Estimates adjusted for age, sex, race/ethnicity, region, insurance type, symptom duration and context, whether the health care professional was the primary care physician, and whether the visit was located in a metropolitan area.
eTable 1. Cohort Design
eTable 2. Proportions of Diagnostic Codes Over Time
eTable 3. Unadjusted Proportions of Use Over Time Without Competing Diagnoses (eg, Pain in Limb, Spasm of Muscle)
eTable 4. Unadjusted Percentages of CT/MRI Use Excluding 2001-2004
eTable 5. Patient Visit Characteristics Over Time
eTable 6. Unadjusted Proportions of Comorbid Conditions Over Time
eTable 7. Adjusted Odds Ratios for Factors Associated with Ordering CT/MRI, Referrals to Physicians, and Narcotic Prescriptions (Significant Factors in Bold)
eTable 8. Quality of Evidence Behind 3 Broad Clinical Guidelines for the Management of Routine Neck and Back Pain
eTable 9. Quality of Evidence Behind 3 Specific Guideline Recommendations for the Management of Routine Neck and Back Pain
eTable 10. Unadjusted Use Over Time (Percentage of Visits) by Practice Setting
Mafi JN, McCarthy EP, Davis RB, Landon BE. Worsening Trends in the Management and Treatment of Back Pain. JAMA Intern Med. 2013;173(17):1573–1581. doi:10.1001/jamainternmed.2013.8992
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Back pain treatment is costly and frequently includes overuse of treatments that are unsupported by clinical guidelines. Few studies have evaluated recent national trends in guideline adherence of spine-related care.
To characterize the treatment of back pain from January 1, 1999, through December 26, 2010.
Design, Setting, and Patients
Using nationally representative data from the National Ambulatory Medical Care Survey and the National Hospital Ambulatory Medical Care Survey, we studied outpatient visits with a chief symptom and/or primary diagnosis of back or neck pain, as well as those with secondary symptoms and diagnoses of back or neck pain. We excluded visits with concomitant “red flags,” including fever, neurologic symptoms, or cancer. Results were analyzed using logistic regression adjusted for patient and health care professional characteristics and weighted to reflect national estimates. We also present adjusted results stratified by symptom duration and whether the health care professional was the primary care physician (PCP).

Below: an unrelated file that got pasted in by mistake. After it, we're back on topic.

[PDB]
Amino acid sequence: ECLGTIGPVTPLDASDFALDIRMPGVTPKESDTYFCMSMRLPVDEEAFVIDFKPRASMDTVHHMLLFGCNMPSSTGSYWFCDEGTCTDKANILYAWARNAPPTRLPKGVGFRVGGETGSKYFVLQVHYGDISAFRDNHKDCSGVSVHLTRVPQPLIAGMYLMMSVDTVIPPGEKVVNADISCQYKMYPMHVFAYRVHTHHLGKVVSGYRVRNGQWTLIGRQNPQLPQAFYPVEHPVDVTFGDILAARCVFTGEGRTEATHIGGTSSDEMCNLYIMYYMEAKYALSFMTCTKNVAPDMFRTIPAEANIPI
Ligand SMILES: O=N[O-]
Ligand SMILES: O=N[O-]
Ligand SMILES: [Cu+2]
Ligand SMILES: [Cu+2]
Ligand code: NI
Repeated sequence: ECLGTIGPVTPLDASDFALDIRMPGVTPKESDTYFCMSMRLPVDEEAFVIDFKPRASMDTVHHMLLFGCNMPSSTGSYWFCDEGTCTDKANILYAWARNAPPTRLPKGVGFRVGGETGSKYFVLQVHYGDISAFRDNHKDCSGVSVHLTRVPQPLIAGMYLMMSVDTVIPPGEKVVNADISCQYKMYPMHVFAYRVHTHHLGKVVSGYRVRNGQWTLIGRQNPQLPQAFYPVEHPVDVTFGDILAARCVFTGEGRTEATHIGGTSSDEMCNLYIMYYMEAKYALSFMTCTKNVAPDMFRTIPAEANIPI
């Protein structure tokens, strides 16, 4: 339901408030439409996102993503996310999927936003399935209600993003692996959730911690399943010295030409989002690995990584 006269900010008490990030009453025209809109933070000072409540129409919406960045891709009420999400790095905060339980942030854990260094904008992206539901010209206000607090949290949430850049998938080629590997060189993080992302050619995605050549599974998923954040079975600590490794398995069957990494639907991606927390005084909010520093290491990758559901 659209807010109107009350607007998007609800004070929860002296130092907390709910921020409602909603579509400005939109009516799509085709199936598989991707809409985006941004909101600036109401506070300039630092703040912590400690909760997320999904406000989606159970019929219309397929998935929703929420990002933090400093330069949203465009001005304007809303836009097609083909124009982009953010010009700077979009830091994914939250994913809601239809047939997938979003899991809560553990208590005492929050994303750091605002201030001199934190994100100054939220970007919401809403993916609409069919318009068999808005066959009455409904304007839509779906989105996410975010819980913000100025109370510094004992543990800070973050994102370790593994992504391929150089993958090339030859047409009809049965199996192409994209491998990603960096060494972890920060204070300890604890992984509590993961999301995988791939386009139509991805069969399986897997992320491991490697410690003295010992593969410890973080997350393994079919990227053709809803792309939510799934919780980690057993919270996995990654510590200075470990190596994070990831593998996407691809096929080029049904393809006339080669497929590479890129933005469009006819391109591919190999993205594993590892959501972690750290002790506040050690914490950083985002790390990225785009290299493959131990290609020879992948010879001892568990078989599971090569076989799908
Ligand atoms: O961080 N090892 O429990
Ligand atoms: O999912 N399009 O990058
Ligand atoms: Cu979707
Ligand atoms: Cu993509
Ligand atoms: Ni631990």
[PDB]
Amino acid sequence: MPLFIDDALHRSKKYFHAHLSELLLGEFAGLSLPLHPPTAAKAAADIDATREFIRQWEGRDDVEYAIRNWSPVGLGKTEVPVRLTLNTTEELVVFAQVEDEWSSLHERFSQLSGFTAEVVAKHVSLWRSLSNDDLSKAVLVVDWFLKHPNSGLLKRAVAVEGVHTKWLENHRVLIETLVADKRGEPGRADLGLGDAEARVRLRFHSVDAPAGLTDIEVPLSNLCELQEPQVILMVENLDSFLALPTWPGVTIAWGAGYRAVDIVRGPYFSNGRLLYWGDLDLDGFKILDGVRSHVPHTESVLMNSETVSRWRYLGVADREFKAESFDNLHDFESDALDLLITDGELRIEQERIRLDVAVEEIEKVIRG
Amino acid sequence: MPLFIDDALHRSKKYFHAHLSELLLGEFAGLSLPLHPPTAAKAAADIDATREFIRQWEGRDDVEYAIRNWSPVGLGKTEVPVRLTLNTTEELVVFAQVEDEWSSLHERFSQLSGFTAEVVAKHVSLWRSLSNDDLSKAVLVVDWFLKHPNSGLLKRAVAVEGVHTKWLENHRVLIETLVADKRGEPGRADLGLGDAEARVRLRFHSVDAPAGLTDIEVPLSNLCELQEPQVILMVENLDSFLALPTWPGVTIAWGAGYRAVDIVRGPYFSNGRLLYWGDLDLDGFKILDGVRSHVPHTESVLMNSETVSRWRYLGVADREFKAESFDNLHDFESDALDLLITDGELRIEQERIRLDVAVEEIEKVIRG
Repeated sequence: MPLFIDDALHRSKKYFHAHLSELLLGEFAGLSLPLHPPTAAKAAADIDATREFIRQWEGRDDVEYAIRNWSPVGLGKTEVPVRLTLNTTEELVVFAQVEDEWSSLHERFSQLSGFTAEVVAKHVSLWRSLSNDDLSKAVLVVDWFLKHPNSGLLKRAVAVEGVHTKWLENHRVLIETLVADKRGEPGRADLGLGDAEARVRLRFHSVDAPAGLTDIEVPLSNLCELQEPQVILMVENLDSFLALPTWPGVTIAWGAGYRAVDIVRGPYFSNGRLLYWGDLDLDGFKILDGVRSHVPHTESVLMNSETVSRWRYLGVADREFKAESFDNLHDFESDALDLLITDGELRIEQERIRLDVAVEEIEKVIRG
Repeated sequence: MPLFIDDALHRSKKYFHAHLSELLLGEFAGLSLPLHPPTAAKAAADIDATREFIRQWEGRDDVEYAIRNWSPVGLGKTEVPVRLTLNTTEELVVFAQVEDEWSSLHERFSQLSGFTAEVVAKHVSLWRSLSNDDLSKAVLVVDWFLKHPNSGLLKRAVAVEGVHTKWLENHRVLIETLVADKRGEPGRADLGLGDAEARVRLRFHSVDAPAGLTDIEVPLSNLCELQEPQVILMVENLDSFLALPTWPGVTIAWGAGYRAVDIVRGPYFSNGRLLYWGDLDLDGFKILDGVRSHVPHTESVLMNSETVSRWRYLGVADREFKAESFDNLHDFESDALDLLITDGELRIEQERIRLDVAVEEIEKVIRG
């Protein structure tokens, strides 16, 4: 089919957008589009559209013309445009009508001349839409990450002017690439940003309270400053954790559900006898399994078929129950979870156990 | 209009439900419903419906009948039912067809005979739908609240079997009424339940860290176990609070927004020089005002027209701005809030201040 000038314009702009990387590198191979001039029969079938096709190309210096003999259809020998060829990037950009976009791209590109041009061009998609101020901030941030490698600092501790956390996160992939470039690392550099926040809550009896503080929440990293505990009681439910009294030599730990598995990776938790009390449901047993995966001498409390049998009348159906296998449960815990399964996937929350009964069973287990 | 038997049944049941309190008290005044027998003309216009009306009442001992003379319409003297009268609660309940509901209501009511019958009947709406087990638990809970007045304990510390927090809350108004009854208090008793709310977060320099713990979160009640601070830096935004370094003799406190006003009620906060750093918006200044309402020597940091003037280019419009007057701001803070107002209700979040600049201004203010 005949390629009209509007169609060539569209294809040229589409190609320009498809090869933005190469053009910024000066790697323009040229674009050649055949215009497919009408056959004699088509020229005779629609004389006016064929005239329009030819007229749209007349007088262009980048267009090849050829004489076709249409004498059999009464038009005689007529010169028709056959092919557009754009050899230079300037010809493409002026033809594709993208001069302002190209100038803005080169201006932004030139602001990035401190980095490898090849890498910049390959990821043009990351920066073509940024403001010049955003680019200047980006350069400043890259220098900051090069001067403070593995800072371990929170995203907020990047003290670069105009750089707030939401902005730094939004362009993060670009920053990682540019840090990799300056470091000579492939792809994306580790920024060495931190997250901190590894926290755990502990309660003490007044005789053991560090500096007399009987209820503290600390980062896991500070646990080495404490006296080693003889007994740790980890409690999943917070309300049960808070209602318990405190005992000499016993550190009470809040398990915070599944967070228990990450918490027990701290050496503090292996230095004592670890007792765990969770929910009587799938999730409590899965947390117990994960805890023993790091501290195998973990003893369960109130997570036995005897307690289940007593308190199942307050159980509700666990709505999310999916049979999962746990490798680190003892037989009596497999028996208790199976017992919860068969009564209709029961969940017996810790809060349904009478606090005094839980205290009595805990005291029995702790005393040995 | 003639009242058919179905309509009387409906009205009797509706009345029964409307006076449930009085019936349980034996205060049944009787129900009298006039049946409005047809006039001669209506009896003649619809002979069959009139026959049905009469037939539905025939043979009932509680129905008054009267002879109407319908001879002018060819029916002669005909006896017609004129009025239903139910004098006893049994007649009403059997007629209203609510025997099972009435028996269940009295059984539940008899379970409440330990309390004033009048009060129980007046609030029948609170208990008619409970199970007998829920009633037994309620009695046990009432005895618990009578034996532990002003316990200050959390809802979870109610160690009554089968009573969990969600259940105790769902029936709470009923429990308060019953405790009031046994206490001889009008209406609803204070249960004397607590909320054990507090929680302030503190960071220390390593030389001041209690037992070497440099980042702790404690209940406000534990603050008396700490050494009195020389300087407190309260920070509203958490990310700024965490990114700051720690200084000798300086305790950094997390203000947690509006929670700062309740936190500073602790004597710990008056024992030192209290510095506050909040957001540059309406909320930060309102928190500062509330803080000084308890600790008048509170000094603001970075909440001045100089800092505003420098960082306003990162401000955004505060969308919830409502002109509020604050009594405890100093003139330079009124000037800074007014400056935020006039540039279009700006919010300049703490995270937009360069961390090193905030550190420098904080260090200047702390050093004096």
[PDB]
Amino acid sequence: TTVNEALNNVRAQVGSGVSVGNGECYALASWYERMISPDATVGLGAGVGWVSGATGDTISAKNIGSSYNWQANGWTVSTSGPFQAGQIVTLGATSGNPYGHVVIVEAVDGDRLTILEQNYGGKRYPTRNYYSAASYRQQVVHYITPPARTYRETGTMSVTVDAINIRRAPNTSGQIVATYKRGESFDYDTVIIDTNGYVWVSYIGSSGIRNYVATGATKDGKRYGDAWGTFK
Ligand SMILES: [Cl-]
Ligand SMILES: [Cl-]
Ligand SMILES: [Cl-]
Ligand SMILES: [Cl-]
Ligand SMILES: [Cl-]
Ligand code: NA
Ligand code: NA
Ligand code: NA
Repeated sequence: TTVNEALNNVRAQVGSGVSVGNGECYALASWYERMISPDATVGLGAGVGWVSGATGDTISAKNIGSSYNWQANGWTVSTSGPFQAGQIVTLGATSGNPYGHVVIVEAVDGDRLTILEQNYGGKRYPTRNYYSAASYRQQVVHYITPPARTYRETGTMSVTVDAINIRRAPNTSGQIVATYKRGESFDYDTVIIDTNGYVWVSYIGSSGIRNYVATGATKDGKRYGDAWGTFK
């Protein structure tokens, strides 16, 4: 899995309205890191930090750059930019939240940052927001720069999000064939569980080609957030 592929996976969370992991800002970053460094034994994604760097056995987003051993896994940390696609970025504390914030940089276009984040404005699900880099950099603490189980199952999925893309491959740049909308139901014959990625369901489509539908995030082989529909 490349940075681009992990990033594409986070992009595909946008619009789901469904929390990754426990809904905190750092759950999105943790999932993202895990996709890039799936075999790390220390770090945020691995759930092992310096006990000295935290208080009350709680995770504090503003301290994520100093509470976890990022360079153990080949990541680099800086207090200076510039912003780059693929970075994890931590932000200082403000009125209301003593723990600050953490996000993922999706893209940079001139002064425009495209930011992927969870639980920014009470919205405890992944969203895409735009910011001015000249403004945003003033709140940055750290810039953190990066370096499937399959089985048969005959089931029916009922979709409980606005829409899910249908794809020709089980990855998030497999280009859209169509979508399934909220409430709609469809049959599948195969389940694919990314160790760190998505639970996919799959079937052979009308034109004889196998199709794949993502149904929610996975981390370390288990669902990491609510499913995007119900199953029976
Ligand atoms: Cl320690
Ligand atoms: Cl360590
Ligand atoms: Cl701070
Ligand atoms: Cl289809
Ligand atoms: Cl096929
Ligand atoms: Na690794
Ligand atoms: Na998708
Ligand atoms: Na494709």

Main Outcomes and Measures
We assessed imaging, narcotics, and referrals to physicians (guideline discordant indicators). In addition, we evaluated use of nonsteroidal anti-inflammatory drugs or acetaminophen and referrals to physical therapy (guideline concordant indicators).
We identified 23 918 visits for spine problems, representing an estimated 440 million visits. Approximately 58% of patients were female. Mean age increased from 49 to 53 years (P < .001) during the study period. Nonsteroidal anti-inflammatory drug or acetaminophen use per visit decreased from 36.9% in 1999-2000 to 24.5% in 2009-2010 (unadjusted P < .001). In contrast, narcotic use increased from 19.3% to 29.1% (P < .001). Although physical therapy referrals remained unchanged at approximately 20%, physician referrals increased from 6.8% to 14.0% (P < .001). The number of radiographs remained stable at approximately 17%, whereas the number of computed tomograms or magnetic resonance images increased from 7.2% to 11.3% during the study period (P < .001). These trends were similar after stratifying by short-term vs long-term presentations, visits to PCPs vs non-PCPs, and adjustment for age, sex, race/ethnicity, PCP status, symptom duration, region, and metropolitan location.
Conclusions and Relevance
Despite numerous published clinical guidelines, management of back pain has relied increasingly on guideline discordant care. Improvements in the management of spine-related disease represent an area of potential cost savings for the health care system with the potential for improving the quality of care.
Spinal symptoms are among the most common reasons for visiting a physician and significantly contribute to health care expenditures. More than 10% of visits to primary care physicians (PCPs) relate to back or neck pain (hereafter referred to as back pain), representing the fifth most common reason for all physician visits and accounting for approximately $86 billion in health care spending annually.1- 3 Indirect costs related to lost productivity amount to an additional $20 billion per year, which likely is an underestimate because the prevalence of chronic back pain may be increasing.3- 5 Moreover, spending for these conditions has increased more rapidly than overall health expenditures from 1997 to 2005.6
Well-established guidelines for routine back pain stress conservative management, including use of nonsteroidal anti-inflammatory drugs (NSAIDs) or acetaminophen and physical therapy, but avoiding early imaging or other aggressive treatments, except in rare cases, such as acute neurologic compromise or other “red flags,” including a history of malignant neoplasms. In the absence of these features, routine back pain will usually improve with such conservative treatments within 3 months.7- 9 Prior research among patients with back pain revealed significant increases in the use of computed tomography (CT) or magnetic resonance imaging (MRI), outpatient surgical procedures, and narcotic prescriptions, but many of these studies are more than a decade old, are limited to specific populations (eg, Medicare recipients), or study different measures, such as operations or hospitalizations.6,10- 15